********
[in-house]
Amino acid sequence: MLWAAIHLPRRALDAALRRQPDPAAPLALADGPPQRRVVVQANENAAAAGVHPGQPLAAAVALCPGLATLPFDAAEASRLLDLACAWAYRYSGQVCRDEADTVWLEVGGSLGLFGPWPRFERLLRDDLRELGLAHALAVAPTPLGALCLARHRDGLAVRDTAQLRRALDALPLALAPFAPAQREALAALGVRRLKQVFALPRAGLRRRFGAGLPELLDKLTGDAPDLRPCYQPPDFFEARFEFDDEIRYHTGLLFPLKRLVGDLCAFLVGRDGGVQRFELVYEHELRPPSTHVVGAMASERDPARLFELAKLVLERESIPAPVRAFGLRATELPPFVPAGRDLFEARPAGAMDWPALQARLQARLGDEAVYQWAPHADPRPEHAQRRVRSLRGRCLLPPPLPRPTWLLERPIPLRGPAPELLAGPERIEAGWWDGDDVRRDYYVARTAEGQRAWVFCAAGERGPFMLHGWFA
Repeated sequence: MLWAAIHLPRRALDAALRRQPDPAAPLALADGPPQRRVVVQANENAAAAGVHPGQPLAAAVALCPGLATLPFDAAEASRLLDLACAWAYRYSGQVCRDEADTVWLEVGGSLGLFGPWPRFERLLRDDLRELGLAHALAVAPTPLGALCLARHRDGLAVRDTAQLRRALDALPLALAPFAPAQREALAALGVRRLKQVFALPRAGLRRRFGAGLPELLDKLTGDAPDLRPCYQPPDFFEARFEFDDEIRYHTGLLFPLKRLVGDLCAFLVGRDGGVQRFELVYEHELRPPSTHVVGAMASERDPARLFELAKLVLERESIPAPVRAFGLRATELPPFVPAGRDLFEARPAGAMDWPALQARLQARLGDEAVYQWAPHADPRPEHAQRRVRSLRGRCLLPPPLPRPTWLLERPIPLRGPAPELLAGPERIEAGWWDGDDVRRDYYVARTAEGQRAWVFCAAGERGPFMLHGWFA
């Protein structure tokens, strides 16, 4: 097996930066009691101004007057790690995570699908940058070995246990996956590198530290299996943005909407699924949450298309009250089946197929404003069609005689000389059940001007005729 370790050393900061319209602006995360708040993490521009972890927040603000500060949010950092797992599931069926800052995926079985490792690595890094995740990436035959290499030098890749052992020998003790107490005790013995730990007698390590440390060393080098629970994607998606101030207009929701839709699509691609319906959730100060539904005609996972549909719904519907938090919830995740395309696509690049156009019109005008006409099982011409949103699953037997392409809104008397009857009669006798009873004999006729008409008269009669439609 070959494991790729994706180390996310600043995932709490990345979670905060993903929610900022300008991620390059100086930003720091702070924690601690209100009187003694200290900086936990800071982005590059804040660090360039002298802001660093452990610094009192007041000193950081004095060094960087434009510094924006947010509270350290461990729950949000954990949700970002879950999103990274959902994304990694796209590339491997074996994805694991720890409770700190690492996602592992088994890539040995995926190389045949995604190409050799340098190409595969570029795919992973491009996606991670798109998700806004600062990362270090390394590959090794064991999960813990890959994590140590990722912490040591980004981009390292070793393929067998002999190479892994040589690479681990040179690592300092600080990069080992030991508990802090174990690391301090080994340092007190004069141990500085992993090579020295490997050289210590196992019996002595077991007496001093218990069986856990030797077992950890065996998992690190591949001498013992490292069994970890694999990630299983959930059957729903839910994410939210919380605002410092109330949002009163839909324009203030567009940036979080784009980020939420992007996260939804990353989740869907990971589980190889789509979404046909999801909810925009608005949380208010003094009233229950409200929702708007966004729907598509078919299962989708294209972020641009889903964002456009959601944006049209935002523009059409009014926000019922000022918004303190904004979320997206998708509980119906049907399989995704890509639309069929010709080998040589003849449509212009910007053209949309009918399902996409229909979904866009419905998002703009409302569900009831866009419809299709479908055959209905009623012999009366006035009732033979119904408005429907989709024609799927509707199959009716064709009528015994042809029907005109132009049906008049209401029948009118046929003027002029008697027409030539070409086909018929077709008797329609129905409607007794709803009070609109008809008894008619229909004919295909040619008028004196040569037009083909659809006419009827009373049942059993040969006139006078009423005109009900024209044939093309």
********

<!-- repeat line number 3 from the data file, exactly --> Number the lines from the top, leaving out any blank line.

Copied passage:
Repeated sequence: MLWAAIHLPRRALDAALRRQPDPAAPLALADGPPQRRVVVQANENAAAAGVHPGQPLAAAVALCPGLATLPFDAAEASRLLDLACAWAYRYSGQVCRDEADTVWLEVGGSLGLFGPWPRFERLLRDDLRELGLAHALAVAPTPLGALCLARHRDGLAVRDTAQLRRALDALPLALAPFAPAQREALAALGVRRLKQVFALPRAGLRRRFGAGLPELLDKLTGDAPDLRPCYQPPDFFEARFEFDDEIRYHTGLLFPLKRLVGDLCAFLVGRDGGVQRFELVYEHELRPPSTHVVGAMASERDPARLFELAKLVLERESIPAPVRAFGLRATELPPFVPAGRDLFEARPAGAMDWPALQARLQARLGDEAVYQWAPHADPRPEHAQRRVRSLRGRCLLPPPLPRPTWLLERPIPLRGPAPELLAGPERIEAGWWDGDDVRRDYYVARTAEGQRAWVFCAAGERGPFMLHGWFA